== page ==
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Back to School – 6 Job Searching Tips for Returning to Work

Written by Sophie Down | September 10, 2014 | 0 Comments
rsz_sliders_-_candidaetsIt’s back to school time, and for many parent jobseekers it’s an opportunity to get back into career mode. Webrecruit looks at 6 top tips for re-entering the world of work, to ensure you are prepared and ready to start your job search.

1. Stay Relevant

Remember to include any training or qualifications that you may have completed in your CV, letting the employer know that you are staying up to date in the job market. IT qualifications or short courses can be a great way to add this type of new knowledge and experience to your CV.

2. Use LinkedIn

LinkedIn can be a useful way to attract interest from recruiters and hiring managers, acting as one of the leading platforms for candidate searching. Spend time updating your profile, including your experience and career interests to get yourself noticed by employers. Have a look at our blog 11 ways to make the most out of your LinkedIn profile.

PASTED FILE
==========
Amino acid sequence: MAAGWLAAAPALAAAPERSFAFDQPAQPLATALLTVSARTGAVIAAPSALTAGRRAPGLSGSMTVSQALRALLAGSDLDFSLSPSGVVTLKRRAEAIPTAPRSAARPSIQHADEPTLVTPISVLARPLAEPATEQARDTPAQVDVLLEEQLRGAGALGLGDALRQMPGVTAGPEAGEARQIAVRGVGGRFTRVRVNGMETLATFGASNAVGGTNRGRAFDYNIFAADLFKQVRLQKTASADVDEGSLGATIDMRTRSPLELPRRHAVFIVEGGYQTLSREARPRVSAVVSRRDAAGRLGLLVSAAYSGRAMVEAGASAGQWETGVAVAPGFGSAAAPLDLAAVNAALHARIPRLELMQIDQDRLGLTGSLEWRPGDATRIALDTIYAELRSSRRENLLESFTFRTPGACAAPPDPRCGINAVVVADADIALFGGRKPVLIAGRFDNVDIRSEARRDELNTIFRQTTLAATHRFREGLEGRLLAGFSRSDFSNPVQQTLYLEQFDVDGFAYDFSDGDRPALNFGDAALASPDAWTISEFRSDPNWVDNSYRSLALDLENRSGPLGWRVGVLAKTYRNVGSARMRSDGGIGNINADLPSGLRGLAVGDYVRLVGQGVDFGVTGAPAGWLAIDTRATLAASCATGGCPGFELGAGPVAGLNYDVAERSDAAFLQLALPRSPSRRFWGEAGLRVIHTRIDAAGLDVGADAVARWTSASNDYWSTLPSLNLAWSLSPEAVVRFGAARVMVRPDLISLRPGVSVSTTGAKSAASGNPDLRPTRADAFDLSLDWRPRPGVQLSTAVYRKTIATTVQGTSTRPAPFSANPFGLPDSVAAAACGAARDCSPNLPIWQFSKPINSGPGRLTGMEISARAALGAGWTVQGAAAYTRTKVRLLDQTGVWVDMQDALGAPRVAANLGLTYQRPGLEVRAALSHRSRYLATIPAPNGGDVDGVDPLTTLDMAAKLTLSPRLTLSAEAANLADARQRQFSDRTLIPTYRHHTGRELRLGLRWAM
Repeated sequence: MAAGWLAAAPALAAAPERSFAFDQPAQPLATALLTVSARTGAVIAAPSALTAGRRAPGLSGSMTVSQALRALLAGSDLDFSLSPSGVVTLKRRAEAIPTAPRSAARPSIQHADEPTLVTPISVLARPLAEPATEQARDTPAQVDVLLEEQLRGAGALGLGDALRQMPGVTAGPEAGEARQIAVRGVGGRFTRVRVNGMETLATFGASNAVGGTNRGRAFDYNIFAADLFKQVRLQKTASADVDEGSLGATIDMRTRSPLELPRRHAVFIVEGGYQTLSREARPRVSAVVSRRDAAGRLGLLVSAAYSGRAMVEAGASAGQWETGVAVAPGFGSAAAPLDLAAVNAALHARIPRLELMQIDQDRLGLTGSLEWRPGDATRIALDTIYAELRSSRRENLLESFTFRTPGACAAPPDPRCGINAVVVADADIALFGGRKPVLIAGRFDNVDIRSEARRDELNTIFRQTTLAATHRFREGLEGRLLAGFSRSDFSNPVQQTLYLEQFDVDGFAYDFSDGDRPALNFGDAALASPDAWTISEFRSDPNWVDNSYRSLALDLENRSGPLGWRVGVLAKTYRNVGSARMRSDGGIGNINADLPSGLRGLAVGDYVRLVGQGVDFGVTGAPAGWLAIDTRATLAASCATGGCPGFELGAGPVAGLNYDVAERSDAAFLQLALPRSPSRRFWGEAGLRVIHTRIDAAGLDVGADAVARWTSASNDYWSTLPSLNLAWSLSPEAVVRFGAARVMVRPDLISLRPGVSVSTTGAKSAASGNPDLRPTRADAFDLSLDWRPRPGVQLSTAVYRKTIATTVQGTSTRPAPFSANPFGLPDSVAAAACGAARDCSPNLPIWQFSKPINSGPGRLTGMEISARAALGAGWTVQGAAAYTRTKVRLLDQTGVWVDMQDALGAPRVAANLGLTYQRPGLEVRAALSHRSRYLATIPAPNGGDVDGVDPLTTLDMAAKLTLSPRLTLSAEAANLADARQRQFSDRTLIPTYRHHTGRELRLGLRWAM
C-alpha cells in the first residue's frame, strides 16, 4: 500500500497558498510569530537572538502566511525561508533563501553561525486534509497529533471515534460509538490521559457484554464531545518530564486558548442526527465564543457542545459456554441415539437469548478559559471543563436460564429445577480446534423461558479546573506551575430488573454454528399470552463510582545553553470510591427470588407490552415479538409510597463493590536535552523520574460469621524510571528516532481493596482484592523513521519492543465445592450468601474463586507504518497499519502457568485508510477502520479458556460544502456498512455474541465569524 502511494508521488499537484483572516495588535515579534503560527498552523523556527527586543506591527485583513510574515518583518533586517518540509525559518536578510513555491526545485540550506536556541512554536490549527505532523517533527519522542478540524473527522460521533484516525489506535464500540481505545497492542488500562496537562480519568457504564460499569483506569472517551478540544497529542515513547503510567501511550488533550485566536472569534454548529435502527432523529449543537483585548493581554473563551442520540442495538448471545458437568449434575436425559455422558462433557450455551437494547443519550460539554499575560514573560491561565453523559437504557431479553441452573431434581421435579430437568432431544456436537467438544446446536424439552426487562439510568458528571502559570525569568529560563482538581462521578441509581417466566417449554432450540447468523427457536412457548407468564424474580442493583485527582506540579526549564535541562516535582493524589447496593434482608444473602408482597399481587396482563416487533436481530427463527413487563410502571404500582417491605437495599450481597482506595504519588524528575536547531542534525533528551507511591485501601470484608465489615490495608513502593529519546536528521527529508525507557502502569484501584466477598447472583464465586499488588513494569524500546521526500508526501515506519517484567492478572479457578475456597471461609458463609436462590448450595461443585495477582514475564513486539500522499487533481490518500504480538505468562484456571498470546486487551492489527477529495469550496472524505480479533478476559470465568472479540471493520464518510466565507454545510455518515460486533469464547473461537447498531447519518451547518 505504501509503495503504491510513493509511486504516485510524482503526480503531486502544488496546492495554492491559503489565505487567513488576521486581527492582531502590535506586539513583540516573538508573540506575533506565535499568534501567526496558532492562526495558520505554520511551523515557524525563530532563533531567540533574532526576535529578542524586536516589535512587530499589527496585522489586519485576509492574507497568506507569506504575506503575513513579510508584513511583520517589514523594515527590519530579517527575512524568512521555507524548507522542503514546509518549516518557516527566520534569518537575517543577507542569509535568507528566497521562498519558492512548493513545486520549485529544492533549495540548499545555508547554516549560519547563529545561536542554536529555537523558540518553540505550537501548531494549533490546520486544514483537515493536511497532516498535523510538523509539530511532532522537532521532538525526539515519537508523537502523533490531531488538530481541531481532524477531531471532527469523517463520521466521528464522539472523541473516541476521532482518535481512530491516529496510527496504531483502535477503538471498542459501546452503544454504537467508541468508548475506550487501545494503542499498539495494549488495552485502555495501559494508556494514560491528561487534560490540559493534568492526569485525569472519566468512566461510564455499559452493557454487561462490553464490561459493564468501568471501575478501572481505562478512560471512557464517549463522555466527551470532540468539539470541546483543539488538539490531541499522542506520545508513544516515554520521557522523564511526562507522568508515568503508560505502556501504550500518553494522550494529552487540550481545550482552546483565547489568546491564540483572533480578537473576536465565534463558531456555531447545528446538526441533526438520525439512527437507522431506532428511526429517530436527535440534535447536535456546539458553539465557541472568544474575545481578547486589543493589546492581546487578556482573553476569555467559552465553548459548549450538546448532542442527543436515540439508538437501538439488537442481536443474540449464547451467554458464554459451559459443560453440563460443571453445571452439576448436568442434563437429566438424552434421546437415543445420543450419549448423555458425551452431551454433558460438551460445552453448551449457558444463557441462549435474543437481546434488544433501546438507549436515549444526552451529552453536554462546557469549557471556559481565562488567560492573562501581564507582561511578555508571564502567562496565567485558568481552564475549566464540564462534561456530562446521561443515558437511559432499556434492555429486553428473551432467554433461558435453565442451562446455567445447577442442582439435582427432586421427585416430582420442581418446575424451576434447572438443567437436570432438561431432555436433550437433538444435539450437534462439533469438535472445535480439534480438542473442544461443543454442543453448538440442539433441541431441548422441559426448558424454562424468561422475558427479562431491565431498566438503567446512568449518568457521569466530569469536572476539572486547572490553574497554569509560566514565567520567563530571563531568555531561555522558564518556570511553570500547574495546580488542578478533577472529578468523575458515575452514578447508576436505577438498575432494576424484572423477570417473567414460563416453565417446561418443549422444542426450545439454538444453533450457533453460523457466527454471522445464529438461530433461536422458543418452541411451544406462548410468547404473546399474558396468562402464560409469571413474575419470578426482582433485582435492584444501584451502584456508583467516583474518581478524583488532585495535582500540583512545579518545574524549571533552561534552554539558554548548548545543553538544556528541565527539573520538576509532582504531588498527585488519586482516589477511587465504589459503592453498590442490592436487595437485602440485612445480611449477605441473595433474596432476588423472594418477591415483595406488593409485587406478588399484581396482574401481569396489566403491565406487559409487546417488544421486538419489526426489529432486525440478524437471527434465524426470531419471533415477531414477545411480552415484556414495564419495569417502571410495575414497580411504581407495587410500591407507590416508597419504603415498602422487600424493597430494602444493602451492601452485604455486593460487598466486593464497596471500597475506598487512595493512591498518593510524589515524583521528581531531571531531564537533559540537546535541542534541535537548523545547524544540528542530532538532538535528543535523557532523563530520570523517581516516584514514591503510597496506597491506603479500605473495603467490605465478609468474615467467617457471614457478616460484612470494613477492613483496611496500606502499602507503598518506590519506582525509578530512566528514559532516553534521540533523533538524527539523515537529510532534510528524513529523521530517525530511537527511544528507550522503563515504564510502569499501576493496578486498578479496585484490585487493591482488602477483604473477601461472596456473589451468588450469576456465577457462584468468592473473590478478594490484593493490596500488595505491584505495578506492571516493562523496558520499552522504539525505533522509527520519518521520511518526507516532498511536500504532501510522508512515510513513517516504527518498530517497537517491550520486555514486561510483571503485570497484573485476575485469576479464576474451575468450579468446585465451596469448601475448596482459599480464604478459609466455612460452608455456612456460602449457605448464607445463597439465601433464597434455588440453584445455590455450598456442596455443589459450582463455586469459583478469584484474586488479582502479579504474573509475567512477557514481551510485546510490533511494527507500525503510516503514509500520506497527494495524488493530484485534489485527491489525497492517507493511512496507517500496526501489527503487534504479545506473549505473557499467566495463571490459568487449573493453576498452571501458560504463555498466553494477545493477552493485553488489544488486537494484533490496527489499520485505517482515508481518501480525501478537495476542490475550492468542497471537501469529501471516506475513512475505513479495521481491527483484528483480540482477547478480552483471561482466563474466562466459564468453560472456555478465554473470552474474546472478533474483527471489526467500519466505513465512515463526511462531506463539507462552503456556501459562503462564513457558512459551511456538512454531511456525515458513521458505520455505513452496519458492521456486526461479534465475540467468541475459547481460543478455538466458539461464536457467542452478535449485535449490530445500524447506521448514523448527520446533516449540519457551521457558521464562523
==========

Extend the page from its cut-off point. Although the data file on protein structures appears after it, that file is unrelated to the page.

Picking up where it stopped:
3. Choose your Career

Focus on occupational direction and the industry you are looking to work within when job searching, to create the career path that you really want. Applying for any old job can waste a lot of time, and will stop you achieving results. Use job boards and sites that are sector specific, to follow guidance and advice on developing your career in the right field of interest.

4. Be Realistic

Consider your commitments thoroughly before taking on a new position, always remembering your responsibilities and monetary outgoings. Don’t be hasty in taking on a new role that doesn’t suit your circumstances, just to attain a better salary. Getting back into that full time or part time work mindset can take time, so look into all options before agreeing to working hours.

5. Don’t Stress

The transition into work isn’t always easy so take your time in finding the role that suits you. There isn’t much point in putting unnecessary pressure on yourself to take the next job as soon as it comes along, when finding the right position is more important.

6. Transferrable Skills

Think about the transferrable skills that you have obtained as a parent. Although it may not seem to be applicable, there are several skills that you would have developed which can be used within the workplace. Examples include problem solving, effective and attentive communication, identifying needs and much more.
To sum up, take time to research the job market, update your CV and identify where your interests lie to make your job search as effective as possible.

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